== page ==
Madison Mayor Paul Soglin released details on the public funding for the downtown Judge Doyle Square project, saying the city’s investment represents 25 percent of the total development costs.
The Judge Doyle Square project, a proposed plan to renovate the area between the 200 block of South Pinckney Street and Martin Luther King Boulevard, aims to replace older buildings with a new hotel and an office building for the bioscience company Exact Sciences. The project also includes plans for a parking garage and retail space.
Soglin said $46.7 million of the $180 million plan is publicly funded. A large portion of the public money for the project comes from the Tax Incremental District No. 25 property tax, according to a report released by Soglin.
As part of the deal with Exact Sciences, the company must create 300 jobs upon the office building’s opening and 400 total jobs by 2019. If it fails to meet these requirements, Exact Sciences must pay $30,000 for each job it fails to create.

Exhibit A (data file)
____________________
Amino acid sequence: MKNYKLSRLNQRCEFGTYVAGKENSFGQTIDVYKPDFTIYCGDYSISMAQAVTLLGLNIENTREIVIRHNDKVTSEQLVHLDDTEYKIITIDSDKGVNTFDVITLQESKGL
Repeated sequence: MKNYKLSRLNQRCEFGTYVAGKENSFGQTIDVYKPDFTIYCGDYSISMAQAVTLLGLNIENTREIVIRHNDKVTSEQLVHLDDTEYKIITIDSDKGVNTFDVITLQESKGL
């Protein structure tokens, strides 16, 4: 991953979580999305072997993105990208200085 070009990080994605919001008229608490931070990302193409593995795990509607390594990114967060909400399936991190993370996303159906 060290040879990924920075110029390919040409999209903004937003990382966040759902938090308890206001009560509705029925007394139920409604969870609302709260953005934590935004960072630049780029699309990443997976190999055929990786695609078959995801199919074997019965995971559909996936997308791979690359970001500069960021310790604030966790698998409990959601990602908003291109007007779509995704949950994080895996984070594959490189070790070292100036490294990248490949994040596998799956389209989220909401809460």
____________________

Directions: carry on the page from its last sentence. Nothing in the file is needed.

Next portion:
Exact Sciences is projected to employ 650 people by 2023, according to Soglin’s report.
In a Tuesday press conference, Soglin said base salaries for the jobs are $28,000 and opportunities include benefits, life insurance and a 401k match from the company.
Soglin praised the jobs Exact Sciences will create.
“These are great, sustainable, more than living wage jobs,” he said.
The 216-room hotel must begin construction within 18 months of May 2017 to avoid losing its contract to another developer.
The project is expected to pay the $46.7 million back in 20 to 25 years, provided a new tax district plan is in place after the current one expires in 2023.
The Common Council will debate and vote on the proposal during a special session Tuesday.